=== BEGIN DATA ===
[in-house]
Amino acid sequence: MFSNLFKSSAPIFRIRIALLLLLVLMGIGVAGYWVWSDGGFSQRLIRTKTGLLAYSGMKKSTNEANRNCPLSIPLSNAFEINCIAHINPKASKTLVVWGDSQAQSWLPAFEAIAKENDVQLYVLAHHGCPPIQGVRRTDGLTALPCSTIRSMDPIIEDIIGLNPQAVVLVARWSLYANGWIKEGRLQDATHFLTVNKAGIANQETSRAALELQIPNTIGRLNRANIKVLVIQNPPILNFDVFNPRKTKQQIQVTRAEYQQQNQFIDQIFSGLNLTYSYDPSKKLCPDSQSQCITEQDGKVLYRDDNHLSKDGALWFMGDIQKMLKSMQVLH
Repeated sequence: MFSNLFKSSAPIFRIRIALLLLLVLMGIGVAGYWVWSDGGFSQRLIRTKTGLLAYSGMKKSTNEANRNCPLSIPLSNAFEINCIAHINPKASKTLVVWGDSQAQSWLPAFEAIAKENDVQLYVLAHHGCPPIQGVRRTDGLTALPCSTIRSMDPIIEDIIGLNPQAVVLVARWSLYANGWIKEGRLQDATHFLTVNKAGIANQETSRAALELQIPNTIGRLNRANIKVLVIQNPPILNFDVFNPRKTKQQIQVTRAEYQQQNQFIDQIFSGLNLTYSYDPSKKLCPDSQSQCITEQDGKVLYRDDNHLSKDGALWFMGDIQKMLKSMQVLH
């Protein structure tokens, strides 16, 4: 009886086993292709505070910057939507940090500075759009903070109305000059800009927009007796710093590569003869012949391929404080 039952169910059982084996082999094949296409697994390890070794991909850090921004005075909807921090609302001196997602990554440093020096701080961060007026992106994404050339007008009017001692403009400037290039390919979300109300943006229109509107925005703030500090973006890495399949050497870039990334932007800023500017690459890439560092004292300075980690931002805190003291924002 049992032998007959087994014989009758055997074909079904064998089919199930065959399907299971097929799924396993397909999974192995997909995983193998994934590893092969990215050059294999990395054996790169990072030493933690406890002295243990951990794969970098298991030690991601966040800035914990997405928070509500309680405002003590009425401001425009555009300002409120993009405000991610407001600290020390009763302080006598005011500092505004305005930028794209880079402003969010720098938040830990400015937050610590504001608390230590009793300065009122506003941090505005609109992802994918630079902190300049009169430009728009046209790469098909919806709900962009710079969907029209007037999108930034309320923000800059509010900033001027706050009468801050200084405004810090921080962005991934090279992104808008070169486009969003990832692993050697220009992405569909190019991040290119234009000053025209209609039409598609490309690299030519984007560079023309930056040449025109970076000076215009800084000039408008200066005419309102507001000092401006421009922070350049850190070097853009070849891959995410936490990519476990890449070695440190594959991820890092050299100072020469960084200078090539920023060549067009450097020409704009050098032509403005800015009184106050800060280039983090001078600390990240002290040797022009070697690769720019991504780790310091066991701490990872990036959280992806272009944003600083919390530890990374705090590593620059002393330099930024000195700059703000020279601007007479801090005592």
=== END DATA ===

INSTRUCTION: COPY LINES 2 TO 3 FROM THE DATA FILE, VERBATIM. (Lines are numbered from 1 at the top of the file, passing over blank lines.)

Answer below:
Amino acid sequence: MFSNLFKSSAPIFRIRIALLLLLVLMGIGVAGYWVWSDGGFSQRLIRTKTGLLAYSGMKKSTNEANRNCPLSIPLSNAFEINCIAHINPKASKTLVVWGDSQAQSWLPAFEAIAKENDVQLYVLAHHGCPPIQGVRRTDGLTALPCSTIRSMDPIIEDIIGLNPQAVVLVARWSLYANGWIKEGRLQDATHFLTVNKAGIANQETSRAALELQIPNTIGRLNRANIKVLVIQNPPILNFDVFNPRKTKQQIQVTRAEYQQQNQFIDQIFSGLNLTYSYDPSKKLCPDSQSQCITEQDGKVLYRDDNHLSKDGALWFMGDIQKMLKSMQVLH
Repeated sequence: MFSNLFKSSAPIFRIRIALLLLLVLMGIGVAGYWVWSDGGFSQRLIRTKTGLLAYSGMKKSTNEANRNCPLSIPLSNAFEINCIAHINPKASKTLVVWGDSQAQSWLPAFEAIAKENDVQLYVLAHHGCPPIQGVRRTDGLTALPCSTIRSMDPIIEDIIGLNPQAVVLVARWSLYANGWIKEGRLQDATHFLTVNKAGIANQETSRAALELQIPNTIGRLNRANIKVLVIQNPPILNFDVFNPRKTKQQIQVTRAEYQQQNQFIDQIFSGLNLTYSYDPSKKLCPDSQSQCITEQDGKVLYRDDNHLSKDGALWFMGDIQKMLKSMQVLH